Smuggler’s Notch with kids: programming for babies, toddlers, and preschoolers

smuggsIf you’re like a lot of families with very young kids (think pre-K), the prospect of a ski vacation is tempting, but overwhelming. Who wants to spend precious vacation dollars taking endless runs on the bunny hill with a toddler while your partner is stuck in the lodge chasing a baby determined eat every French fry she finds on the floor? Family ski resorts like Smuggler’s Notch understand this, and provide age-appropriate programming to help families take (and actually enjoy!) ski vacations with young kids. To put Smuggs’ legendary family-friendliness to the test, my husband and I set out from our home in Massachusetts with Homer (3) and Greta (1) for a three-night stay.

Homer was just old enough to enroll in their Discovery Camp (included in most packages), and Greta spent some quality time at the TREASURES child care center (ages six weeks to three). And what did TJ and I do? We skied all day, ate lunch at the lodge, and lounged in the hot tub. Heaven!

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The Discovery Dynamos program is for kids aged three to five, and accommodates all ability levels. Homer had already been skiing a few times this winter, so he was bumped up to a group that uses the beginner chair lift, but a lot of the younger groups use Sir Henry’s Learning Hill. This is a nice, wide bunny hill serviced by a magic carpet (it is also where the Burton Riglet Park for beginner snowboarders is located). Also, much to Homer’s delight, the program uses a tractor and wagon to haul kids to the upper slope-side condos, where they can enter the run and ski down without having to use the lifts (easier on the instructors, too!). The camp starts at 9 am, breaks for lunch around 11:30, then goes back out to ski until about 2:30 pm. In the afternoon, the kids come back inside for some indoor entertainment (on Homer’s days they had a science show and a movie). Needless to say, they sleep well at night!

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The instructors are friendly, very focused on the kids, and seem to be really excited about reaching a new generation of skiers. If at all possible, I recommend that your child spend a few consecutive days in the program. Homer had the same teacher every day, and became a little more confident and outgoing every day. If your kids are older, keep in mind that there are similar all-day programs for kids up to 15 years of age.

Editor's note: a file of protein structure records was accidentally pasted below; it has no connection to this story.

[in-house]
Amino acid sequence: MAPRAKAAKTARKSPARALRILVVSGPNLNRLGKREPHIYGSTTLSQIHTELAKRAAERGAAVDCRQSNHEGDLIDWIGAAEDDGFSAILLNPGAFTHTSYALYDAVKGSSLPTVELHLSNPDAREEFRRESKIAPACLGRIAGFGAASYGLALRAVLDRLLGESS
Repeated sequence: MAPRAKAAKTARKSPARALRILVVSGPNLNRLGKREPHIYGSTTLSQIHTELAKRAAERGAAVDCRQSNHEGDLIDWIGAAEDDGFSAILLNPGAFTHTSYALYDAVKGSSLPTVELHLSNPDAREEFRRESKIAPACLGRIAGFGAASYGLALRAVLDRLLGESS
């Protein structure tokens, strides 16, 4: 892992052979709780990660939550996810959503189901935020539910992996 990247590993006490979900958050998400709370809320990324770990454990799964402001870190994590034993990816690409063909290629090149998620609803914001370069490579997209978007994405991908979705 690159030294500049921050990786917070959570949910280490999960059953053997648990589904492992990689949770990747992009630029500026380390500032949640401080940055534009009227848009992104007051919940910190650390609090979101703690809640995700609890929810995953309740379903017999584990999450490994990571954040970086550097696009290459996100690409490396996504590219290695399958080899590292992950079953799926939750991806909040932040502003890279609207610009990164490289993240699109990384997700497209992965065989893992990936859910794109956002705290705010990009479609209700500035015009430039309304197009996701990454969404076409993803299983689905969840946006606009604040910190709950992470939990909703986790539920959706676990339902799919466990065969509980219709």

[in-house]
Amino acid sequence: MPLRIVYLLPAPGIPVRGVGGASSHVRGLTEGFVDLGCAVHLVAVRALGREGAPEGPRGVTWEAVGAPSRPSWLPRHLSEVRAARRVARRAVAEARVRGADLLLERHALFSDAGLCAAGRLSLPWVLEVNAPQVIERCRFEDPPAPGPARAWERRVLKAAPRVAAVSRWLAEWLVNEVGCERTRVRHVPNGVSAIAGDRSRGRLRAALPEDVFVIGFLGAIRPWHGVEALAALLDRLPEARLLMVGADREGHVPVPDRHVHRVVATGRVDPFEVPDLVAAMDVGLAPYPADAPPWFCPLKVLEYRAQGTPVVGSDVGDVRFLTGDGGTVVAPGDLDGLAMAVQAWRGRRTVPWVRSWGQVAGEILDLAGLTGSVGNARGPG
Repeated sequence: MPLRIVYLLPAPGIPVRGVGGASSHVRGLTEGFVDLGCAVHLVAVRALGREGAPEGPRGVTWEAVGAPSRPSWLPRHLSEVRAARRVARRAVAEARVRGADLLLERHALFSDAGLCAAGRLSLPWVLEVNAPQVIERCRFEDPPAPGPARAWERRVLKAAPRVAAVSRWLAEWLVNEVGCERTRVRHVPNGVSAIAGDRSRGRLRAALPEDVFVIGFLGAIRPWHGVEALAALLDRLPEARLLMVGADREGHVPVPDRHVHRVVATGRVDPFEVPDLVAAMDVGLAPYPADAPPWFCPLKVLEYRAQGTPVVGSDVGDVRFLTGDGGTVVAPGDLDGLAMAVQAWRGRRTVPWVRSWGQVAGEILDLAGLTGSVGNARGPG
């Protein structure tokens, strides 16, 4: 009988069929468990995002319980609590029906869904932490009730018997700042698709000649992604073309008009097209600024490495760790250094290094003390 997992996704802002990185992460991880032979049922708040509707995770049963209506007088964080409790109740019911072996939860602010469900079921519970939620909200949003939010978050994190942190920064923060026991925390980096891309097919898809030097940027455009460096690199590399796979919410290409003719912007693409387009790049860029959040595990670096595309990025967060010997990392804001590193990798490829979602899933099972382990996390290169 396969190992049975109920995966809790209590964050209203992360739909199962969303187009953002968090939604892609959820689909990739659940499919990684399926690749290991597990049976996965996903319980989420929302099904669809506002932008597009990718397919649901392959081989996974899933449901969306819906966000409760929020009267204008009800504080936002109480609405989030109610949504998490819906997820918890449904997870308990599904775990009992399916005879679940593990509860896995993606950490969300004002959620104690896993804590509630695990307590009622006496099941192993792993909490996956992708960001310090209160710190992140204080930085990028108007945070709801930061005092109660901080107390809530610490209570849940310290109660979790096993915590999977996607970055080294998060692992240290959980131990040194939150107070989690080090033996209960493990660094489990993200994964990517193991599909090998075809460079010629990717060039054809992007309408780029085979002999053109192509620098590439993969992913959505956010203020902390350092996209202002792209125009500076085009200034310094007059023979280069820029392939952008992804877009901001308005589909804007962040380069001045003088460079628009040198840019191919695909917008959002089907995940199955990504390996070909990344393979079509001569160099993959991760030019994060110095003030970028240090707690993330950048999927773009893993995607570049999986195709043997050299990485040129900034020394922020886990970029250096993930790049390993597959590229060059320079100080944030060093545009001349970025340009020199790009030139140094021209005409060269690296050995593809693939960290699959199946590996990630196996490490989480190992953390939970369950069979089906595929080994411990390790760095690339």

Tip: Though all ski and board ability levels are welcome at the Dynamo level, kids must be potty trained!

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While Homer ripped it up with his instructor, Greta spent her days at TREASURES. The facilities are beautiful, and the staff is extremely helpful and accommodating. They even have their own magic carpet lift in the adorable outdoor play area for the older toddlers to try some skiing (refer to the Little Rascals on Snow program)! They specialize in non-recurrent childcare, meaning that they are good at making your child feel comfortable in a new environment, with unfamiliar adults and children. Snacks and meals are provided, but you can bring your own if there’s something special that you know for child will like. They also ask you about mealtimes and naptimes, and really do their best to stick to your normal routine. At the end of the day, you’re given a card detailing everything your child ate, when they slept, and an overall impression of their day.

TREASURES is located right on the trail coming down into the Village Center, so you can easily ski in/ski out to check on your little one. One of the best features of the baby room (0–16 months) is the two-way mirror by the door that allows you peak in without being seen (and thereby causing a meltdown!). But the proof is in the pudding—Greta, who isn’t in any formal, regular childcare at home, had two and a half great days at TREASURES, which equated to TJ and I having two and a half great days of adults-only, guilt-free skiing!

About the author

Kate Lepore AUTHOR: Kate Lepore is Pit Stops for Kids' east coast editor and a mother of two preschool-aged children. Kate makes her home in Western Massachusetts when not traveling. Find Kate at Google.

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